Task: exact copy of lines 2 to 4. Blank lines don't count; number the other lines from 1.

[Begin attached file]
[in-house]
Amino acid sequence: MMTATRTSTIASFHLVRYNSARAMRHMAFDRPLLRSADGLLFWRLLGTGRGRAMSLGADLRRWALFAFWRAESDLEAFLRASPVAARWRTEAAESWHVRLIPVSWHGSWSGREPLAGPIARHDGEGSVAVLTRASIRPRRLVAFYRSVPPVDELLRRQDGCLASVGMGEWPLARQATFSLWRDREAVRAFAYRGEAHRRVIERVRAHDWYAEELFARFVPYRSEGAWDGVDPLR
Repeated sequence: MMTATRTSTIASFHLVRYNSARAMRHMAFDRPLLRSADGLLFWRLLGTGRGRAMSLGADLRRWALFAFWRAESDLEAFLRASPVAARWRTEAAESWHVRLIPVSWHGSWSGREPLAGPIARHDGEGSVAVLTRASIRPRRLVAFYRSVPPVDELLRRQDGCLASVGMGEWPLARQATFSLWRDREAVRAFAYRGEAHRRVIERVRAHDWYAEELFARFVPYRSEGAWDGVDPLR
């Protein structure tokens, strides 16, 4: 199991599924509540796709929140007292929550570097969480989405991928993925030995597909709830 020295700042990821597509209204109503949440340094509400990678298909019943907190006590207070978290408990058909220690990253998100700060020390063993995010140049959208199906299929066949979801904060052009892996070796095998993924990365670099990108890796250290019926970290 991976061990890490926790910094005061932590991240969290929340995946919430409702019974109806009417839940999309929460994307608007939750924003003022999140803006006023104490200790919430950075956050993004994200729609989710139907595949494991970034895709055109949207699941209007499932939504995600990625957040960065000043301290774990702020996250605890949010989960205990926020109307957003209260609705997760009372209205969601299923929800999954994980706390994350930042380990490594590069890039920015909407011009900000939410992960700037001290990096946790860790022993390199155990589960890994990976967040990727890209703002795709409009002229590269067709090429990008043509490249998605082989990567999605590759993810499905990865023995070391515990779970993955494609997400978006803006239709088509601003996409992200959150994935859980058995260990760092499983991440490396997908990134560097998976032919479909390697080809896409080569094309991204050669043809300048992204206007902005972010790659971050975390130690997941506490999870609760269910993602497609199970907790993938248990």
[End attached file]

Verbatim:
Amino acid sequence: MMTATRTSTIASFHLVRYNSARAMRHMAFDRPLLRSADGLLFWRLLGTGRGRAMSLGADLRRWALFAFWRAESDLEAFLRASPVAARWRTEAAESWHVRLIPVSWHGSWSGREPLAGPIARHDGEGSVAVLTRASIRPRRLVAFYRSVPPVDELLRRQDGCLASVGMGEWPLARQATFSLWRDREAVRAFAYRGEAHRRVIERVRAHDWYAEELFARFVPYRSEGAWDGVDPLR
Repeated sequence: MMTATRTSTIASFHLVRYNSARAMRHMAFDRPLLRSADGLLFWRLLGTGRGRAMSLGADLRRWALFAFWRAESDLEAFLRASPVAARWRTEAAESWHVRLIPVSWHGSWSGREPLAGPIARHDGEGSVAVLTRASIRPRRLVAFYRSVPPVDELLRRQDGCLASVGMGEWPLARQATFSLWRDREAVRAFAYRGEAHRRVIERVRAHDWYAEELFARFVPYRSEGAWDGVDPLR
């Protein structure tokens, strides 16, 4: 199991599924509540796709929140007292929550570097969480989405991928993925030995597909709830 020295700042990821597509209204109503949440340094509400990678298909019943907190006590207070978290408990058909220690990253998100700060020390063993995010140049959208199906299929066949979801904060052009892996070796095998993924990365670099990108890796250290019926970290 991976061990890490926790910094005061932590991240969290929340995946919430409702019974109806009417839940999309929460994307608007939750924003003022999140803006006023104490200790919430950075956050993004994200729609989710139907595949494991970034895709055109949207699941209007499932939504995600990625957040960065000043301290774990702020996250605890949010989960205990926020109307957003209260609705997760009372209205969601299923929800999954994980706390994350930042380990490594590069890039920015909407011009900000939410992960700037001290990096946790860790022993390199155990589960890994990976967040990727890209703002795709409009002229590269067709090429990008043509490249998605082989990567999605590759993810499905990865023995070391515990779970993955494609997400978006803006239709088509601003996409992200959150994935859980058995260990760092499983991440490396997908990134560097998976032919479909390697080809896409080569094309991204050669043809300048992204206007902005972010790659971050975390130690997941506490999870609760269910993602497609199970907790993938248990």